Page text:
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J Control Release. 2011 Oct 30;155(2):237-47. doi: 10.1016/j.jconrel.2011.03.032. Epub 2011 Apr 8.

Multi-modal strategies for overcoming tumor drug resistance: hypoxia, the Warburg effect, stem cells, and multifunctional nanotechnology.

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  • 1Department of Pharmaceutical Sciences, School of Pharmacy, Northeastern University, 360 Huntington Avenue, Boston, MA 02115, USA.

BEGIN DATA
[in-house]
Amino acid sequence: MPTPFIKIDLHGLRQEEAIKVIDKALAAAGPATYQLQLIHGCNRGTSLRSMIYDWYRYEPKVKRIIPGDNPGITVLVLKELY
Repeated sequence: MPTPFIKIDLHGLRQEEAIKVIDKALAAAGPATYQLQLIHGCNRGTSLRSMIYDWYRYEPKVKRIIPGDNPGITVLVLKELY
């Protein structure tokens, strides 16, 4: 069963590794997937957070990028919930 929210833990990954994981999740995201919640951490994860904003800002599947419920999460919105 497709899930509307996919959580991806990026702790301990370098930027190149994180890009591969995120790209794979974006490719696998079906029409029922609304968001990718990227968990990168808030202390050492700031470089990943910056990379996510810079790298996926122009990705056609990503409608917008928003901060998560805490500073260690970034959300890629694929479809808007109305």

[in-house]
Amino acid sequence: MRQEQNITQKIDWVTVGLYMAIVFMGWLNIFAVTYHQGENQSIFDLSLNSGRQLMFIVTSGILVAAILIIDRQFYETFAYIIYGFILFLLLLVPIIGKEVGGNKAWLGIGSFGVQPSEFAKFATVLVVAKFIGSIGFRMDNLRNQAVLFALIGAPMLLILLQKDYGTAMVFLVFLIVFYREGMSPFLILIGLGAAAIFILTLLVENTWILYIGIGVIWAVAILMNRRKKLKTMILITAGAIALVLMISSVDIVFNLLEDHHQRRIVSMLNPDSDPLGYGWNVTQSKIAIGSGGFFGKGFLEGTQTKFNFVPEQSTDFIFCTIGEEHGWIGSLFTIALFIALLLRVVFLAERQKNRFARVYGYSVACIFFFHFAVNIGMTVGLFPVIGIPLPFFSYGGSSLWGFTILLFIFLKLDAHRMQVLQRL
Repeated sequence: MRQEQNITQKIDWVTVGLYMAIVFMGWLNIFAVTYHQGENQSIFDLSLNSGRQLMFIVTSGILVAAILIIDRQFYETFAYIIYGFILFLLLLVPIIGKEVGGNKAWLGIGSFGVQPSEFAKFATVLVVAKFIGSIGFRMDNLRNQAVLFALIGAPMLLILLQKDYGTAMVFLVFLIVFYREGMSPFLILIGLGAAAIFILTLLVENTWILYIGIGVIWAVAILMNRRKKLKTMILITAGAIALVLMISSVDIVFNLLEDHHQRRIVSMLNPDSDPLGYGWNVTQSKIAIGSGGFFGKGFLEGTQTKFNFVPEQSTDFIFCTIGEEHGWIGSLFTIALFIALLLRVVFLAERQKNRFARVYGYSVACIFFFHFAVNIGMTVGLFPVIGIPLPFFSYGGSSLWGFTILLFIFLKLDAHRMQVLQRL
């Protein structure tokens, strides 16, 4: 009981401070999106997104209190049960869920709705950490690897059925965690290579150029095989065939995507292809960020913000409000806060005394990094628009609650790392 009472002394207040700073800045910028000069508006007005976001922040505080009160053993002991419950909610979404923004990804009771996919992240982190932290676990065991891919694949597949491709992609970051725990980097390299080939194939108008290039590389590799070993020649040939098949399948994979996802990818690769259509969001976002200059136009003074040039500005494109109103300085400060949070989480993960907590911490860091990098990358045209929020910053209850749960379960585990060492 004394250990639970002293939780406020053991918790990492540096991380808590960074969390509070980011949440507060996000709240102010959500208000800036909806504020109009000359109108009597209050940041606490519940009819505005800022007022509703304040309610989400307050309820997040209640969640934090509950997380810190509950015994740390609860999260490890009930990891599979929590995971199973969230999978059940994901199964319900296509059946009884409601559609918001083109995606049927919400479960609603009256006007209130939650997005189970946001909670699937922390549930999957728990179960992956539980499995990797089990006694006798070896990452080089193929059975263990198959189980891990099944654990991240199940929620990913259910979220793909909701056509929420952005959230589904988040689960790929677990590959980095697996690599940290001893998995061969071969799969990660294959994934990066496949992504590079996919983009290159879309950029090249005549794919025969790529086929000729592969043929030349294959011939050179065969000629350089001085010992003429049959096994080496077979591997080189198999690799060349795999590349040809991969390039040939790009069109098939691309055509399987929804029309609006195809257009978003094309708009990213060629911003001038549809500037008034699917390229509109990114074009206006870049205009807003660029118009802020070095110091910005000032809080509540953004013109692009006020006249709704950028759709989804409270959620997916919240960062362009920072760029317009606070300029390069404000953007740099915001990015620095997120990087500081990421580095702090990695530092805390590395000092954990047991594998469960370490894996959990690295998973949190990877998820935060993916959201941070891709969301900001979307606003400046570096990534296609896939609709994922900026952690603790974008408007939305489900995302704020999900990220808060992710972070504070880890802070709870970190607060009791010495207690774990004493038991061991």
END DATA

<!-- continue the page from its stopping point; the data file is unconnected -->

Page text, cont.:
Inefficiencies in systemic drug delivery and tumor residence as well as micro-environmental selection pressures contribute to the development of multidrug resistance (MDR) in cancer. Characteristics of MDR include abnormal vasculature, regions of hypoxia, up-regulation of ABC-transporters, aerobic glycolysis, and an elevated apoptotic threshold. Nano-sized delivery vehicles are ideal for treating MDR cancer as they can improve the therapeutic index of drugs and they can be engineered to achieve multifunctional parameters. The multifunctional ability of nanocarriers makes them more adept at treating heterogeneous tumor mass than traditional chemotherapy. Nanocarriers also have preferential tumor accumulation via the EPR effect; this accumulation can be further enhanced by actively targeting the biological profile of MDR cells. Perhaps the most significant benefit of using nanocarrier drug delivery to treat MDR cancer is that nanocarrier delivery diverts the effects of ABC-transporter mediated drug efflux; which is the primary mechanism of MDR. This review discusses the capabilities, applications, and examples of multifunctional nanocarriers for the treatment of MDR. This review emphasizes multifunctional nanocarriers that enhance drug delivery efficiency, the application of RNAi, modulation of the tumor apoptotic threshold, and physical approaches to overcome MDR.

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